Andrew Grant, founder and director at Grant Associates, is one of ten expert members of a design group tasked by the National Infrastructure Commission (NIC) to develop quality design principles for national infrastructure projects.
Launched by the Design Group on 5 February, the UK’s first ever Design Principles for National Infrastructure seeks to embed four key considerations – climate, people, places and value – into the planning and delivery of projects to construct and renew nationally significant infrastructure:
● Climate – infrastructure must help set the trajectory for the UK to achieve net zero greenhouse gas emissions by 2050 or sooner and be capable of adapting to climate change.
● People – projects should be human scale, instinctive to use and seek opportunities to improve the quality of life for people who live and work nearby.
● Places – schemes should provide a sense of identity for communities, supporting the natural and built environment and enriching ecosystems.
● Value – value should be added beyond the main purpose of the infrastructure, solving problems well and achieving multiple benefits.
The publication of the principles comes just a month before the expected publication of the government’s National Infrastructure Strategy and at the start of a decade in which a number of high-profile projects are set to be undertaken.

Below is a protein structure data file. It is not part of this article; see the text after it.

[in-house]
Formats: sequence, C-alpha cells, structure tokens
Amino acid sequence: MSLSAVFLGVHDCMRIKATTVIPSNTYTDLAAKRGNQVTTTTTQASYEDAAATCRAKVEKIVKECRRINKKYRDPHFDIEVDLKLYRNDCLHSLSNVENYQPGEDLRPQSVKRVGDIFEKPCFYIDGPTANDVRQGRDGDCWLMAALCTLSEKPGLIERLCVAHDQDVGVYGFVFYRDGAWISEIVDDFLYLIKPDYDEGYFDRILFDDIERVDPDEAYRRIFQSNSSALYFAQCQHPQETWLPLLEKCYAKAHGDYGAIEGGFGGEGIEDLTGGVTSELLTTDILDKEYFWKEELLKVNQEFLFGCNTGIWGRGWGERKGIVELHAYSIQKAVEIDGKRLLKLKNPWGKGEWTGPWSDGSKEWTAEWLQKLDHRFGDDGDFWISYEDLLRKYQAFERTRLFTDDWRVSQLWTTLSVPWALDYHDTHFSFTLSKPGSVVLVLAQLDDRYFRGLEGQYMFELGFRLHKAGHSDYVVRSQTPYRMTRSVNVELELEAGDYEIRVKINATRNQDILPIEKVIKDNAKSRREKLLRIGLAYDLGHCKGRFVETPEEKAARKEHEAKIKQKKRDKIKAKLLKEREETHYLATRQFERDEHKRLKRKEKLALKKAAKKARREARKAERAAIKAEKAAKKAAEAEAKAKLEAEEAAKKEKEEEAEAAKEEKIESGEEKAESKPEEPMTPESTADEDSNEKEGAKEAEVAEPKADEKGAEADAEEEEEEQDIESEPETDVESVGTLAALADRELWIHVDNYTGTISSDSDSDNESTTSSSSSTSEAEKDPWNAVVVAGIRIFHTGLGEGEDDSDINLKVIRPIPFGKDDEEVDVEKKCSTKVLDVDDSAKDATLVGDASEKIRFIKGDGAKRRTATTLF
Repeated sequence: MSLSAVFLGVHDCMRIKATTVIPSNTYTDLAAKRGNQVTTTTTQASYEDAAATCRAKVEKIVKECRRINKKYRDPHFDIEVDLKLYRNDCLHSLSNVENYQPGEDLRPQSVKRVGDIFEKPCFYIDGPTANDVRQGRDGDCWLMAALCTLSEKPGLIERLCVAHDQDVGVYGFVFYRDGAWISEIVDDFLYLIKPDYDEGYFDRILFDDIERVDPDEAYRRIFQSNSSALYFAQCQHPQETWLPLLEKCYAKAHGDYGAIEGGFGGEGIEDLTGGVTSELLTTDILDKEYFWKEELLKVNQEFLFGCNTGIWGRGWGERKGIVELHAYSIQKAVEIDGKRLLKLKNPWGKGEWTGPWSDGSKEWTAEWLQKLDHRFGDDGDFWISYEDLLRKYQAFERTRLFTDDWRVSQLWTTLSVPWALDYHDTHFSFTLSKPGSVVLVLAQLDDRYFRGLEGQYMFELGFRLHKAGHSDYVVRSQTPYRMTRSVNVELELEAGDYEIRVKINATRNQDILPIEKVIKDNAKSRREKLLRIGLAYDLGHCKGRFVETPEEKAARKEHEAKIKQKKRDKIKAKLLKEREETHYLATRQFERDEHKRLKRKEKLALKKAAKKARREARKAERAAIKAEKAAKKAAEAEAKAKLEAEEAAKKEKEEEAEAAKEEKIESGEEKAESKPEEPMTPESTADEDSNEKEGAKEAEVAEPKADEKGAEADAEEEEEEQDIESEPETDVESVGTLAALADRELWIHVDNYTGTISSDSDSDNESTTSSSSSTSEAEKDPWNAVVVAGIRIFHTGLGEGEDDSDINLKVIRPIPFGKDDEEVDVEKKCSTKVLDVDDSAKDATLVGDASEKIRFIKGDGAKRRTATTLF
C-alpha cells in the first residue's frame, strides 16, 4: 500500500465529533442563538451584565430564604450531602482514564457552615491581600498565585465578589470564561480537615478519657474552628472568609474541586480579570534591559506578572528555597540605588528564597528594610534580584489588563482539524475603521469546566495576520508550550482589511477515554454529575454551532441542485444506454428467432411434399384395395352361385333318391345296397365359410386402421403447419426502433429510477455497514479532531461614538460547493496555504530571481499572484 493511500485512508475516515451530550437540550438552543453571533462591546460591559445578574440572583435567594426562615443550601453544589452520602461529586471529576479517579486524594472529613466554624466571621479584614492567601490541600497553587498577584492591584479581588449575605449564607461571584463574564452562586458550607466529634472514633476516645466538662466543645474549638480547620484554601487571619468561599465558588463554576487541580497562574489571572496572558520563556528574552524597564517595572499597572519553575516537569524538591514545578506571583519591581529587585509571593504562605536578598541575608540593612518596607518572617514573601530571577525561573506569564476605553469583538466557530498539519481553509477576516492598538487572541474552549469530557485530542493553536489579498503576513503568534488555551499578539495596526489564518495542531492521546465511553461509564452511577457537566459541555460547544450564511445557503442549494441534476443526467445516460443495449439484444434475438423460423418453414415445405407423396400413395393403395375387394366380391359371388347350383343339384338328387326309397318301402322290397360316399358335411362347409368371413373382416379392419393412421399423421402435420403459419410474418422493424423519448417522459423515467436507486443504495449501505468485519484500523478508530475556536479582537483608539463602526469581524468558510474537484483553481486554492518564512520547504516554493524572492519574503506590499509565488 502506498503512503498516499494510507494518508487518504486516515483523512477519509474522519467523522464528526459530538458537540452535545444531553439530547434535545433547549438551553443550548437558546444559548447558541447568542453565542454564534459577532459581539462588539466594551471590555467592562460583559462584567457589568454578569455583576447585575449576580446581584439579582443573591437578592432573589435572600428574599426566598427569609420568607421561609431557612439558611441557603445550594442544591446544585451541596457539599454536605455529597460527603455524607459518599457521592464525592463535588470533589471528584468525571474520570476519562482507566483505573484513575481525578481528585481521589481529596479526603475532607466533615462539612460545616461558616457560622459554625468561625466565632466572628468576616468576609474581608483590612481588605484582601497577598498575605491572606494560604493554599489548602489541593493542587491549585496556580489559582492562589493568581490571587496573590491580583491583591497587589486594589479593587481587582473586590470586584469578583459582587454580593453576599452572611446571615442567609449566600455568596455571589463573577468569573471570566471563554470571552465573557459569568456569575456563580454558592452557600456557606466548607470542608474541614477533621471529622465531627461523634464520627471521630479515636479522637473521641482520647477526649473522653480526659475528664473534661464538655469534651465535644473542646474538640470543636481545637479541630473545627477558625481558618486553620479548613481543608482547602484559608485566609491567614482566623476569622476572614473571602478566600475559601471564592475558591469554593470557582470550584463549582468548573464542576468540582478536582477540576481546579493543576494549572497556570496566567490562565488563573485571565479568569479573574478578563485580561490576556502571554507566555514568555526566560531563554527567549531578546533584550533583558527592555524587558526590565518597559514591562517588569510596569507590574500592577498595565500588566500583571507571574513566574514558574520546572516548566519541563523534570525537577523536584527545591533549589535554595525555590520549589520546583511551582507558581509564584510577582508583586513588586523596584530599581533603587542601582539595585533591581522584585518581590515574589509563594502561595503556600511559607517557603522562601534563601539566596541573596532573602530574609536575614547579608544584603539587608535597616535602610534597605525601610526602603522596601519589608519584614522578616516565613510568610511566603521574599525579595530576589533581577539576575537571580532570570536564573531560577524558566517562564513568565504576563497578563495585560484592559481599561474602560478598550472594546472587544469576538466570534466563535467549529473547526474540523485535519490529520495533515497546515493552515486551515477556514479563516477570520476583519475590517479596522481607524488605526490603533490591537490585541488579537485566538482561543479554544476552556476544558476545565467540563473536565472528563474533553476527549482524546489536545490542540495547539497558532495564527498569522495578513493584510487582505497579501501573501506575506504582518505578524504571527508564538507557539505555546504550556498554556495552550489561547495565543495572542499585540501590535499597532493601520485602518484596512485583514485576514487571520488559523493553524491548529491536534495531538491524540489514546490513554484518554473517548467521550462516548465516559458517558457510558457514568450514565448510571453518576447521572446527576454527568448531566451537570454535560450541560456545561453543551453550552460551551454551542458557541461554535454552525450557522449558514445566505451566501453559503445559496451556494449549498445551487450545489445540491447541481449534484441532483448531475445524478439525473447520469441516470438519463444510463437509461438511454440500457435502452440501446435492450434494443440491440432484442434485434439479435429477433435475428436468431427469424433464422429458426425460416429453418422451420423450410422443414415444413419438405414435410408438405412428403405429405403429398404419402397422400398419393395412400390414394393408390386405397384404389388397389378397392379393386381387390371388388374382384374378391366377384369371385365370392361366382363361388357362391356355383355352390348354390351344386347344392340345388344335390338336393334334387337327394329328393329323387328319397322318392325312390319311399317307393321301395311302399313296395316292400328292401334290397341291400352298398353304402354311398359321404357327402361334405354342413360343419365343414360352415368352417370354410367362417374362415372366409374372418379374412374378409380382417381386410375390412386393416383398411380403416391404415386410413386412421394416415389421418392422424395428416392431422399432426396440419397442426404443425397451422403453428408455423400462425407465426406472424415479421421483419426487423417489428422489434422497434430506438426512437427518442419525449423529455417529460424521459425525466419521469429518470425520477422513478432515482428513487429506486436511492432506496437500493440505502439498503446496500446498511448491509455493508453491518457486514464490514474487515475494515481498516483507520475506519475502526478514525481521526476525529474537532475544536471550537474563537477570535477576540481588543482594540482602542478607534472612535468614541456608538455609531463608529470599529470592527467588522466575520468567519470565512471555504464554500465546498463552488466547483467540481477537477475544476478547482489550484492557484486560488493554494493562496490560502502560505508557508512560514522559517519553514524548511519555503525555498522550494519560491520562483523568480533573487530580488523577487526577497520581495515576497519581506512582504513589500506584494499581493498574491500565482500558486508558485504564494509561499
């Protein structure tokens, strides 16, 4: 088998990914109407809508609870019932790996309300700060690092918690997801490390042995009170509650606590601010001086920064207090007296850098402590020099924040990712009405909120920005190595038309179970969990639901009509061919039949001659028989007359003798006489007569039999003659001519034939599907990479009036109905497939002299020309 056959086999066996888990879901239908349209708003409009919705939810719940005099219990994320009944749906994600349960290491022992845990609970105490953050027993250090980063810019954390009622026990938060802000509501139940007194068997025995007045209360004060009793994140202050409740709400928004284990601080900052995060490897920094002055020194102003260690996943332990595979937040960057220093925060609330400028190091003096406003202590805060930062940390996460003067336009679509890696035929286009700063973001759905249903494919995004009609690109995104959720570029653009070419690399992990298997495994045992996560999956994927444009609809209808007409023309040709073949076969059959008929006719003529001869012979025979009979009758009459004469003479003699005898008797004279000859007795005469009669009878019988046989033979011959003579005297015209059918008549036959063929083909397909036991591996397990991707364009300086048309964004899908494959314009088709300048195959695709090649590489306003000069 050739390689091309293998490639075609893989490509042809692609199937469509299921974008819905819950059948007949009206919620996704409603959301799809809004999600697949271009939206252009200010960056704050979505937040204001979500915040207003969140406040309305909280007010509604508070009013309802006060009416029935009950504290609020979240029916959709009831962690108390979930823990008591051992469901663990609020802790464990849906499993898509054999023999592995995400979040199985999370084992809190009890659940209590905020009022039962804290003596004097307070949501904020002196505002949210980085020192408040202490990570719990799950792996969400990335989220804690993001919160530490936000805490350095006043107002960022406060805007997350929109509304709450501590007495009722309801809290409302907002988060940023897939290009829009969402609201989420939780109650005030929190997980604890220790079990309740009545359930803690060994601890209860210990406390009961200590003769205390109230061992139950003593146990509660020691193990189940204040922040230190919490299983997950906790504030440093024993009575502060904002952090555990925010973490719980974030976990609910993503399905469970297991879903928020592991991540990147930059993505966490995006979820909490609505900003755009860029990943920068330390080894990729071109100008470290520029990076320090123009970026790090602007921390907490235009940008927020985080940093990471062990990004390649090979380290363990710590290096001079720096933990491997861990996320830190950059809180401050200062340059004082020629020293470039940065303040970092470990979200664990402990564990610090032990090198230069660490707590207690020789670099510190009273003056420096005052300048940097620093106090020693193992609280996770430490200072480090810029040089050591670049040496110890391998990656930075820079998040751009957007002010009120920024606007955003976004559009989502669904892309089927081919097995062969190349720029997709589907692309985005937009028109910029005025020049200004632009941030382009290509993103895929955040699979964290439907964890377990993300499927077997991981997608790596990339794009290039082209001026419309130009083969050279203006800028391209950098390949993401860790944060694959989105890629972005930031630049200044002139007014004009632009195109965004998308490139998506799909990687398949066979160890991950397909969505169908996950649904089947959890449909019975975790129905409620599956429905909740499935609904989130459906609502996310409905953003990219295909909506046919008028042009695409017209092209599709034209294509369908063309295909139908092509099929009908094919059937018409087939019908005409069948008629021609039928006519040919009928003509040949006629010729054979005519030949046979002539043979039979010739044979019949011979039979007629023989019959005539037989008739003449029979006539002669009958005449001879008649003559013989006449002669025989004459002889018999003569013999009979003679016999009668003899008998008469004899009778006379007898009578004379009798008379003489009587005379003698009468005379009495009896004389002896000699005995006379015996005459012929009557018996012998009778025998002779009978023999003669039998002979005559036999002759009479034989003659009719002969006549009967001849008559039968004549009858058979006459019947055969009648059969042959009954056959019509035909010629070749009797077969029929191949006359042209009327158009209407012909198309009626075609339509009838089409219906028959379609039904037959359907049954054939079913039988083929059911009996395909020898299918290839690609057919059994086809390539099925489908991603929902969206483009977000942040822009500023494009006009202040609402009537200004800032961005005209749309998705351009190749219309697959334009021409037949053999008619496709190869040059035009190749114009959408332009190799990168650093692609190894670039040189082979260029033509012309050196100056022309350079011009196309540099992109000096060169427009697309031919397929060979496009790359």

The Design Group, chaired by Stirling prize-winning architect Professor Sadie Morgan, is calling for the principles to be adopted in the government’s infrastructure strategy, alongside the National Infrastructure Assessment’s recommendations for all nationally significant projects to have design champions and review panels.
Andrew Grant, founder and director of Grant Associates, says: “It has been a privilege to be a member of the NIC Design Group, helping to ensure that the importance of landscape and ecological design is embedded within the Design Principles for National Infrastructure.
“We are now urging the government to adopt these design principles in its National Infrastructure Strategy. We’re also calling on anyone involved in planning, designing, constructing or maintaining national infrastructure to use these principles as a guide. Our aims are to help minimise the environmental impact of major projects, add value to our national identity and deliver a better quality of life for all.”